The Glorious Pool - 15

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The Glorious Pool


Thorne Smith



THE idea of giving poor little Rex Pebble a drink of sherry was a charitable one, to begin with, but in execution the scheme took on a slight tinge of manhandling. Spray Summers had suggested the wine with the best of intentions, out of genuine sympathy for this man whom she loved, now so pathetically reduced to the shape and the figure of a babe-in-arms.

But it had been a long time since Spray Summers had been to her cellar. Rex himself was in the habit of getting up what was required in drink, or else Nockashima would go scuttling down the steep, tortuous steps into those regions. Spray didn't realize how dark the place was until she led the party of wine seekers thither. It smelled musty and sweet, as indeed it might, in view of the rows of shelves so amply stocked with choice liquids of all kinds, including a fine wine supply.

"Ooh! how dark!" squealed Spray. "I can't see a thing."

"There's nothing to see that I can make out," responded Sue Pebble suspiciously. "You aren't now conspiring to lure me down into this imitation afterlife and bump me off, are you?"

"Why should I clutter up a perfectly good cellar with extra bodies?" inquired Spray Summers. "If I were going to dispose of you, I think I'd find a pleasanter place to do so. Out of the way, something quiet and retiring, to match the corpse."

"It is dark," admitted Major Jaffey, who was experiencing some difficulty in locating each next step. "I just don't think I can find a thing around here."

"Now, Major," warned Spray, "remember, we're all going to behave down here in this nice dark place."

Spray led the parade, followed by Sue, then Hal, who was muttering incoherently to himself about the absurdity of going down into cellars in the pitch black of night. After that came Major Jaffey and Nockashima bearing Rex Pebble.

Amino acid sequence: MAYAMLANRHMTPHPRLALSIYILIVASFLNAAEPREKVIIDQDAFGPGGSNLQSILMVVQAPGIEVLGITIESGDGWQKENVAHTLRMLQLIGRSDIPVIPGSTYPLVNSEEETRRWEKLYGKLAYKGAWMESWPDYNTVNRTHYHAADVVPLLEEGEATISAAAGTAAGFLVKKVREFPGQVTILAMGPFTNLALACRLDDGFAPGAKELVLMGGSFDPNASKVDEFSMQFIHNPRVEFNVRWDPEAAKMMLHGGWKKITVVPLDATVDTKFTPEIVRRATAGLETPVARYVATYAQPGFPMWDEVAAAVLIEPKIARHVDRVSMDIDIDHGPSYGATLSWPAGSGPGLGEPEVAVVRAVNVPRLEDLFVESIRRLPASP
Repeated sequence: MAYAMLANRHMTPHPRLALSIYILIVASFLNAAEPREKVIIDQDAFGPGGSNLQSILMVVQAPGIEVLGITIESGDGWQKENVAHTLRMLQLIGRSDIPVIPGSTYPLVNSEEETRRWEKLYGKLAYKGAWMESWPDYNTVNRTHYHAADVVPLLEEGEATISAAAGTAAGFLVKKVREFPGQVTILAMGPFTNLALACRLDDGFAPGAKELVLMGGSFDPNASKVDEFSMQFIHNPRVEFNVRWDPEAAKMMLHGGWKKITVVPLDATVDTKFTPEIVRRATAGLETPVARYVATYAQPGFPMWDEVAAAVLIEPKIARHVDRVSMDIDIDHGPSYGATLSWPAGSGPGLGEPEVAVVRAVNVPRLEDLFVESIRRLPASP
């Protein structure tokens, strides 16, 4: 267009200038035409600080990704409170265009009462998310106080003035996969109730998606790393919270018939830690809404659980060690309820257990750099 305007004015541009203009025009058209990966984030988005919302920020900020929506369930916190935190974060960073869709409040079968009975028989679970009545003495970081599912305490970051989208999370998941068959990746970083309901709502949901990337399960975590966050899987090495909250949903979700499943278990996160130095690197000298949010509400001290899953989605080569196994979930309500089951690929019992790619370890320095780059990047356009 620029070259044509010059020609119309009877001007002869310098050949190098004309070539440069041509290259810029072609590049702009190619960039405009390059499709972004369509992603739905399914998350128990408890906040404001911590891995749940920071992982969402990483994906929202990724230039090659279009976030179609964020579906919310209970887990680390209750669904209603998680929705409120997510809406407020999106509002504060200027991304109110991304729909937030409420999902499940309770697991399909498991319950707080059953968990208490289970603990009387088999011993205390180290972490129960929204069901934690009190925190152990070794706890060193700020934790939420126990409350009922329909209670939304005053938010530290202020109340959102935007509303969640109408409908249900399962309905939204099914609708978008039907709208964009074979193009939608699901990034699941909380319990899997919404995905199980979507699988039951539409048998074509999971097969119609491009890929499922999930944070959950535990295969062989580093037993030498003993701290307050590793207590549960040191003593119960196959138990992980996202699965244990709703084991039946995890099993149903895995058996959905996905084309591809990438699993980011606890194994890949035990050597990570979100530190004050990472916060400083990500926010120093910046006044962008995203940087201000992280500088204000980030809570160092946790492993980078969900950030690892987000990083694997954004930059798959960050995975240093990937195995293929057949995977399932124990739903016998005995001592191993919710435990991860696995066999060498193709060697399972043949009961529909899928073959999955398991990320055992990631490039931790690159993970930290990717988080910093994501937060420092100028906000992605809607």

"Stop being so silly," screamed the baby, "just take me back upstairs and give me a drink of whisky. That's all I want."

"No, you must have wine," said Sue; "it will be good for you. This is the first time I ever had a chance to have a hand in regulating your diet, and I think I'll just be pretty firm about it."

"Look here, after all," remarked Major Jaffey, "I can't see why the whole bloody lot of us should be diving down into this hole. We could send one person down and get the stuff."

"That's not a bad idea," agreed Sue. "Let's just sit down here nice and cozy in the dark and have a little drink on the steps while we're waiting for Nockashima to come back. I'll hold Rex."

"Oh no, I hardly think so," said Spray. "This is my house, and I'll hold him." Both women made a snatch for the man-child, one in the dark clutching a small leg, while the other grabbed a hand; both tugged.

"Let go of me," screamed the infant. "What do you think I am—a mere thing, a mama-doll ?"

"Best leave honorable boss alone," suggested Nockashima timidly as he held on to Rex with the idea of protecting him from the overzealous wife and mistress. Sue and Spray, however, continued to grab at the man until he piped at the top of his tiny voice:

"Goddamn it, leave me alone!"

Hal, the fireman, sensed the tensity of the situation. "Hold on," he said, "let's think of some way we could all share Mr. Pebble."

The baby groaned.

"No, best I hold master," objected Nocka. "Have seen ladies loose with babies. Impossible to predict what happen to this one should fall into clutches."

Both women laughed sneeringly, but Hal pursued his idea. "Why not tie a string to his safety pin and lower him down to find the bottle himself ?"

It seemed a little hard on the child, but since it was practically impossible for any member of the party to regard Rex in any other than an adult light, the thought was considered a good one. Of course, the baby might bang his nose, or he might bump into a large healthy rodent, or Nockashima might even let go of the string, by mistake. Human bodies seemed so comparatively easy to obtain that evening that no one except Rex Pebble took these hazards as serious.

"If I ever get back to where I was," breathed Rex Pebble, "I'll fix you two women."

"Is that a threat or a promise, you shrunken shadow of a husband?" inquired the man's wife.

Nockashima took a firm stance and began to lower the body, hand over fist, into the deep well of darkness. Hal held the Japanese around the waist, while Major Jaffey clung to Hal. It was a little ridiculous, as Rex Pebble, since his magic reducing swim, could have been held by one little finger. However, the men above him panted and held to each other in desperation, as though they were letting a grand piano over a cliff. The baby screamed. "Ouch!" it cried, "you're banging me against the stairway. Keep clear to the right. Ouch! Look out for that stone wall. You hit me behind."

"Watch your grammar!" called Sue Pebble sharply. "You sound like an Irishman."

"You'll find the bottle over by the coke bin," instructed Spray Summers sweetly. "You may have to look around a little, but it's there all right. Only don't get the wrong one. There's some absinthe around there somewhere."

There was no sound from Rex.